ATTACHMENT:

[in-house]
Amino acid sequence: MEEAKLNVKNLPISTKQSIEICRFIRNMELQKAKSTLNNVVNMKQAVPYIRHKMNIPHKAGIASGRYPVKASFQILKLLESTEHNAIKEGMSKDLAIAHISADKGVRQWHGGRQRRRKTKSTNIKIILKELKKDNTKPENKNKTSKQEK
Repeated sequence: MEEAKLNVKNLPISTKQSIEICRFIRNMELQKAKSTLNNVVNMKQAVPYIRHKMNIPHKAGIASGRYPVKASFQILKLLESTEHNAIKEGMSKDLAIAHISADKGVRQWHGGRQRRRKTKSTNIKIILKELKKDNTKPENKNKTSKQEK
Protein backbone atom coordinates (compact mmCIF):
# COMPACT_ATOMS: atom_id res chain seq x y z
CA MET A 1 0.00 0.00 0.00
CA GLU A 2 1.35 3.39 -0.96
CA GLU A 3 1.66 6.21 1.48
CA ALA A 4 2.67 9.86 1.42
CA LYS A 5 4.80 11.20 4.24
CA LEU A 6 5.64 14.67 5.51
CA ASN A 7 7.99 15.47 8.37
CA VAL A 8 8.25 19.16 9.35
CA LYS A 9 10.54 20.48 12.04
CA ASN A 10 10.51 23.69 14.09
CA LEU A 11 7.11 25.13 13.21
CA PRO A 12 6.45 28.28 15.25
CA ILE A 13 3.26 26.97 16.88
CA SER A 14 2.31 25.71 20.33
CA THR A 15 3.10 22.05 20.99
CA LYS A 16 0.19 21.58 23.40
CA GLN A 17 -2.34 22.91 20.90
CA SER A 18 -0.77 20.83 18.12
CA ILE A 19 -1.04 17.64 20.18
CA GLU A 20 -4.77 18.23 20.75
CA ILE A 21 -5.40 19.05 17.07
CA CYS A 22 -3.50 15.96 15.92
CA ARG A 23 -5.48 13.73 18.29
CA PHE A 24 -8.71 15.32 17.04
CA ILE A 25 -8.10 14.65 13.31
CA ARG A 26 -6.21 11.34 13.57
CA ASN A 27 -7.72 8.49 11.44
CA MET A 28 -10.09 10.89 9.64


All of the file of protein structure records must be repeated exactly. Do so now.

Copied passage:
[in-house]
Amino acid sequence: MEEAKLNVKNLPISTKQSIEICRFIRNMELQKAKSTLNNVVNMKQAVPYIRHKMNIPHKAGIASGRYPVKASFQILKLLESTEHNAIKEGMSKDLAIAHISADKGVRQWHGGRQRRRKTKSTNIKIILKELKKDNTKPENKNKTSKQEK
Repeated sequence: MEEAKLNVKNLPISTKQSIEICRFIRNMELQKAKSTLNNVVNMKQAVPYIRHKMNIPHKAGIASGRYPVKASFQILKLLESTEHNAIKEGMSKDLAIAHISADKGVRQWHGGRQRRRKTKSTNIKIILKELKKDNTKPENKNKTSKQEK
Protein backbone atom coordinates (compact mmCIF):
# COMPACT_ATOMS: atom_id res chain seq x y z
CA MET A 1 0.00 0.00 0.00
CA GLU A 2 1.35 3.39 -0.96
CA GLU A 3 1.66 6.21 1.48
CA ALA A 4 2.67 9.86 1.42
CA LYS A 5 4.80 11.20 4.24
CA LEU A 6 5.64 14.67 5.51
CA ASN A 7 7.99 15.47 8.37
CA VAL A 8 8.25 19.16 9.35
CA LYS A 9 10.54 20.48 12.04
CA ASN A 10 10.51 23.69 14.09
CA LEU A 11 7.11 25.13 13.21
CA PRO A 12 6.45 28.28 15.25
CA ILE A 13 3.26 26.97 16.88
CA SER A 14 2.31 25.71 20.33
CA THR A 15 3.10 22.05 20.99
CA LYS A 16 0.19 21.58 23.40
CA GLN A 17 -2.34 22.91 20.90
CA SER A 18 -0.77 20.83 18.12
CA ILE A 19 -1.04 17.64 20.18
CA GLU A 20 -4.77 18.23 20.75
CA ILE A 21 -5.40 19.05 17.07
CA CYS A 22 -3.50 15.96 15.92
CA ARG A 23 -5.48 13.73 18.29
CA PHE A 24 -8.71 15.32 17.04
CA ILE A 25 -8.10 14.65 13.31
CA ARG A 26 -6.21 11.34 13.57
CA ASN A 27 -7.72 8.49 11.44
CA MET A 28 -10.09 10.89 9.64